Challenges in Machine Learning for Trust

With an explosive growth in the number of transactions, detecting fraud cannot be done manually and Machine Learning-based methods are required. We examine what are the main challenges for using Machine Learning for Trust.

By Chirag Mahapatra, Trooly

Trust is at the bedrock of our human social system. We need it for trade, politics, human interactions and for many more things. Hillary Clinton lost the 2016 US elections1 for the lack of it. Another increasing trend is that more and more companies are building machine learning models for trust. Here are some examples of automated trust computations:

  • Finance companies calculate credit scores for loan/credit card decisions.
  • Peer to Peer companies make decisions on whom to onboard to their platform.
  • Tech companies detect whether content on their site is fake.
  • Law enforcement agencies use models to identify potential criminal activity.

Yet as trust is becoming increasingly crucial, it is becoming harder to build systems for automated trust decisions.

Why do we need automated trust?

The number of decisions are far too many for any enterprise to tackle manually. Uber had 40 million monthly riders worldwide as of October 20162. Over 174 million Americans have a credit card3. Also, we would like to make decisions at a more granular level. E.g. We not only want to check if the credit card user is trustworthy, but we want to ensure all his transactions are safe. We would also like to make different types of checks: fraud, prostitution, solvency etc. No single human can be an expert in all these fields. With the conservative estimate of 174 million making an average one transaction a day and checks over 3 verticals, we would need 522 million checks a day. Assuming one person can do a check in one minute and 8 hour working days, we would need over 100 million people (522 million / 8 working hours per day) to do manual checks. Just for one industry. It is suffice to say we need the help of automated agents.

Why is it hard?

Machine Learning and Deep Learning have made tremendous progress in the last decade. There have been significant advances in computer vision, natural language processing and speech recognition which have led to products like self driving cars and virtual assistants. One of the reasons for these advancements is the large number of datasets available. However, it is difficult to create large datasets for trust and risk. When two laypeople look at an image which has a cat, they would unambiguously conclude that there is a cat in the image. The same is not the case for trust, where it will take an expert to tell if a user’s details are fraudulent. Also in some cases, experts might disagree on the labels.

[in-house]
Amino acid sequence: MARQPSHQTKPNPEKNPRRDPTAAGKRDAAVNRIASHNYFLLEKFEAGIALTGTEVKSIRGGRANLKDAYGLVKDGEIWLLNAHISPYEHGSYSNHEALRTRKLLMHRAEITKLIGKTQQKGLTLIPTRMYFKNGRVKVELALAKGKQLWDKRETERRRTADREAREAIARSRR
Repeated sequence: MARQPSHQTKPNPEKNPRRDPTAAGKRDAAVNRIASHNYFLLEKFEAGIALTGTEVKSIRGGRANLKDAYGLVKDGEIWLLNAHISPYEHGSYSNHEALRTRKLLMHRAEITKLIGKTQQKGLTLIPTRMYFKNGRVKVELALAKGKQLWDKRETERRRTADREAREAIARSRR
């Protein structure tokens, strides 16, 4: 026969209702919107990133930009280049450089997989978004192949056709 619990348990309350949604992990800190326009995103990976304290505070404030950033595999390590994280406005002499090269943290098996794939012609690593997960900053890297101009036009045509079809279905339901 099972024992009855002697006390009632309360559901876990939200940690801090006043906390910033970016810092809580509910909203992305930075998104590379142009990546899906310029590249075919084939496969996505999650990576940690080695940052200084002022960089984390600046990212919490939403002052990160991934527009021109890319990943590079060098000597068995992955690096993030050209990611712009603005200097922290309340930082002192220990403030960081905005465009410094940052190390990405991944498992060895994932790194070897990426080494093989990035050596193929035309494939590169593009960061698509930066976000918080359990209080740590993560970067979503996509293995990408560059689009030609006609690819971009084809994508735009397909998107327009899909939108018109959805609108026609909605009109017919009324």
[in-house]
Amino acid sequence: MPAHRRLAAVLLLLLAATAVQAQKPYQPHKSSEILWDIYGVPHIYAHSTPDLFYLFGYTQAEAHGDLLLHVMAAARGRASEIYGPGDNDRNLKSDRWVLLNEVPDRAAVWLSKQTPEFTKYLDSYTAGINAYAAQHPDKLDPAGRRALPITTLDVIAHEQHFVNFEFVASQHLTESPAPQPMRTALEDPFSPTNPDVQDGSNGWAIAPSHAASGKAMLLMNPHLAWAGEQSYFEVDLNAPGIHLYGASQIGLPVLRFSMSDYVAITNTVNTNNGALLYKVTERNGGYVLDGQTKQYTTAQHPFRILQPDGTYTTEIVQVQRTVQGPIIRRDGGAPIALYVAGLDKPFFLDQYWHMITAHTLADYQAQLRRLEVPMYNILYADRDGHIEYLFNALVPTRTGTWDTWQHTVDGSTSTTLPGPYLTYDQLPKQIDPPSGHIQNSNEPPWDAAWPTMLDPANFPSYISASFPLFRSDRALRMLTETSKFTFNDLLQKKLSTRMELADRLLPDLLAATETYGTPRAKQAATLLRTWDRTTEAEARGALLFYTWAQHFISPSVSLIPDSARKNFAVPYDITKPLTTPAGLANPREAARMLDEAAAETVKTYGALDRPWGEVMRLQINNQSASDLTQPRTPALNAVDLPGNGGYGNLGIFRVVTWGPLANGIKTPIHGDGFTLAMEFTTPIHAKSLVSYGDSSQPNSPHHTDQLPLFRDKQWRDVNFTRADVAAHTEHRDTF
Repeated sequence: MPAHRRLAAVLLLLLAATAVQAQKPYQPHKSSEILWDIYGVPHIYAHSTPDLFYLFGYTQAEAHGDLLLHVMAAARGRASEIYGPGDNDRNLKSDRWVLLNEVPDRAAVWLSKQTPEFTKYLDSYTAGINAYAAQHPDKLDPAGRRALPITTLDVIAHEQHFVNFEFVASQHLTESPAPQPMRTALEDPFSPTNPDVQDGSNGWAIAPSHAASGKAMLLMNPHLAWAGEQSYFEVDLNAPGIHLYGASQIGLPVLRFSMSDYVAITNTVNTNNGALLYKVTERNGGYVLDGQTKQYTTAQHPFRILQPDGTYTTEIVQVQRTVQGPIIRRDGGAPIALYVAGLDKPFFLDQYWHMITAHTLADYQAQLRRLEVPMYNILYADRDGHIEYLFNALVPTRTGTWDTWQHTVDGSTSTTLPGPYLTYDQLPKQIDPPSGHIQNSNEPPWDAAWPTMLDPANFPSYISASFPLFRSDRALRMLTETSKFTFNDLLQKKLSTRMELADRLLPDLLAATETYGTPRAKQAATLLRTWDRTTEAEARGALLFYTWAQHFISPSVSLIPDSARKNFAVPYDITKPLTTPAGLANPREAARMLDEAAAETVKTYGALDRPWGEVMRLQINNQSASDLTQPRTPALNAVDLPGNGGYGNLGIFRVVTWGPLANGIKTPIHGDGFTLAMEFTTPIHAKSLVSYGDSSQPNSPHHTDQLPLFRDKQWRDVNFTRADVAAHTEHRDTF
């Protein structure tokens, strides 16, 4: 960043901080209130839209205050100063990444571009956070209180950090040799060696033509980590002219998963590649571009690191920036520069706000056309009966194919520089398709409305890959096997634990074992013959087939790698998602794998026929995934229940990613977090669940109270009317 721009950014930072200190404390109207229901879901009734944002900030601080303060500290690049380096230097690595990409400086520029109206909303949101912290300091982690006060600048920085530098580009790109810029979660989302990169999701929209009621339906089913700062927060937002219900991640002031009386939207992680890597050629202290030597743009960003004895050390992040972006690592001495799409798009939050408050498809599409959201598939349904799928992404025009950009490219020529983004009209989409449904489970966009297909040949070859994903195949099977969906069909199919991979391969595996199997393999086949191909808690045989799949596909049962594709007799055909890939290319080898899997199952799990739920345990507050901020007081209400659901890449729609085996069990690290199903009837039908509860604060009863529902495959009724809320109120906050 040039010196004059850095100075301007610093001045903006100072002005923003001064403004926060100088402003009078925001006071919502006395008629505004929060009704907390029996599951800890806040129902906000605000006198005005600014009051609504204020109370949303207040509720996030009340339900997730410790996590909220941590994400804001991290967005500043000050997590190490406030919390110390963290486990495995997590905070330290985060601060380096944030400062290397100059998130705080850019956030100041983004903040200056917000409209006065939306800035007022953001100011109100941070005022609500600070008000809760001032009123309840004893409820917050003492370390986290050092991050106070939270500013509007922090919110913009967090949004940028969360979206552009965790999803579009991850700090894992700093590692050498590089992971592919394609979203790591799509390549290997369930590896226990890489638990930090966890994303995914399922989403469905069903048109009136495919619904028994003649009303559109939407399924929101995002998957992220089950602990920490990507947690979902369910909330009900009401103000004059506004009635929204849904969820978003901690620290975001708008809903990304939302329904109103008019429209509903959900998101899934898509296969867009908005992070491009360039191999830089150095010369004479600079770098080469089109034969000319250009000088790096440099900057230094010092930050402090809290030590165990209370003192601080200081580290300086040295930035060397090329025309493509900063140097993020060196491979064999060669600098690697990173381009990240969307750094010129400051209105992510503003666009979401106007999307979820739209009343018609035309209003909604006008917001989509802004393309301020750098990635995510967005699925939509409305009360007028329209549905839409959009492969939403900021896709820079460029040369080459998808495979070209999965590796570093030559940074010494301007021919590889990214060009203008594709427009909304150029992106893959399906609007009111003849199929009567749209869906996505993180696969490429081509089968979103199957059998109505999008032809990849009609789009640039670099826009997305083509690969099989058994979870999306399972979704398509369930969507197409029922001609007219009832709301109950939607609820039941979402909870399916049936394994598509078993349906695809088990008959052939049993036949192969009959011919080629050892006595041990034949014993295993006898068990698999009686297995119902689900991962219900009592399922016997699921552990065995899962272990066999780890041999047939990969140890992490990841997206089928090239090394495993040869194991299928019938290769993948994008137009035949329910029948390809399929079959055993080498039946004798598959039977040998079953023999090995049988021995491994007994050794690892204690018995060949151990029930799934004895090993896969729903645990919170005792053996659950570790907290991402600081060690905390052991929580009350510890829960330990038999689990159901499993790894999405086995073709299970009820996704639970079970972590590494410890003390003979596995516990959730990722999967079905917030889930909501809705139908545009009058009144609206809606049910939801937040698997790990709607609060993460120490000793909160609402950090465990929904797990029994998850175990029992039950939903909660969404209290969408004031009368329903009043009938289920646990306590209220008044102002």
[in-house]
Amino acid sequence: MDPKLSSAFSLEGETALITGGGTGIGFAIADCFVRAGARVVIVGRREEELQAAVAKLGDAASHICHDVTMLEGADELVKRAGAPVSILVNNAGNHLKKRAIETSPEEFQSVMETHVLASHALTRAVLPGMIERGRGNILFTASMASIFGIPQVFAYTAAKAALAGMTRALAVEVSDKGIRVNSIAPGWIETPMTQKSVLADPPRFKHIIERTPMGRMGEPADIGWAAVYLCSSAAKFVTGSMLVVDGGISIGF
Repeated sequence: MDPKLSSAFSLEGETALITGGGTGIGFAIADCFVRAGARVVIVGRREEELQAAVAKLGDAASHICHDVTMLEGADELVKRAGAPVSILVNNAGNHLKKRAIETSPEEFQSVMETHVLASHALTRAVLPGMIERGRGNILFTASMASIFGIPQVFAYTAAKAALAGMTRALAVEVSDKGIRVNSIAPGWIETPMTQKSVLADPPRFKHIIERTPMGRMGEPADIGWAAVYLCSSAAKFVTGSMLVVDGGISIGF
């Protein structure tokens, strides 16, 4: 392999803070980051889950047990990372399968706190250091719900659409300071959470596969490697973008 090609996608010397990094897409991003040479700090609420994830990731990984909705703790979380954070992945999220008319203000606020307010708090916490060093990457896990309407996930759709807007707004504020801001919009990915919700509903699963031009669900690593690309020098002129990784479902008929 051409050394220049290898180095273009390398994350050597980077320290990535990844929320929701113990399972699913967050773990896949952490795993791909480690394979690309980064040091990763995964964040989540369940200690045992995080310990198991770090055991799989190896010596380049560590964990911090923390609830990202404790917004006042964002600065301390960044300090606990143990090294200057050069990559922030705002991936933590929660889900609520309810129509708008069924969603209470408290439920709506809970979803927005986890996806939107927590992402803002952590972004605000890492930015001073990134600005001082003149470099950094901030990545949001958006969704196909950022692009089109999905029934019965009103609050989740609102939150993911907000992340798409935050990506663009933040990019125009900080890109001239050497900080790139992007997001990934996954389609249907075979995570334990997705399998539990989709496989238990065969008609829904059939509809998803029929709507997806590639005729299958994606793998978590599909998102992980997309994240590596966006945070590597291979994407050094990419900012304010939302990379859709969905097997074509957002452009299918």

A second challenge is lack of open source datasets and models to build upon. There are many datasets for image recognition like MNIST, CIFAR, Imagenet etc4. Numerous researchers have worked on these datasets and build upon each others’ work to build the latest state of the art. There is a lack of such datasets in trust.

Impact on business

A key challenge in building models for trust and risk is to understand the impact it will have on business. For example, requiring the user to provide more evidence about their credentials will probably reduce incidents. However, it will also deteriorate the user experience which might lead to reduction in usage of the platform. Finding the appropriate trade off becomes the key.

Regulatory aspects

Finally, depending on the use case, there are many regulatory hurdles as to what data can be used for models. For example, it is illegal to use gender, race based information in models (and rightly so!). Also there is a requirement for the models to be interpretable. This means that a human should be able to explain why a model is making a given decision. This might limit the use of certain algorithms because it is hard to interpret them.


Machine Learning for trust is definitely hard. Yet it is one of the most exciting fields to work on. There is definitely a thrill when your algorithm is able to predict a ‘bad’ event. As bad actors improve their methods, it is of utmost importance to keep innovating these models in a data driven and safe way. While a lot has been done in the last few years, I am keen on seeing how this field develops in the next 20 years.


  1. Why Hillary Clinton lost the election: the economy, trust and a weak message
  2. Uber now has 40 million monthly riders worldwide
  3. Credit card ownership statistics
Disclaimer: The views here are solely my own and do not express the views or opinions of my employer.


Bio: Chirag Mahapatra is a software engineer at Trooly, where he works on building Machine Learning models for Trust and Risk systems.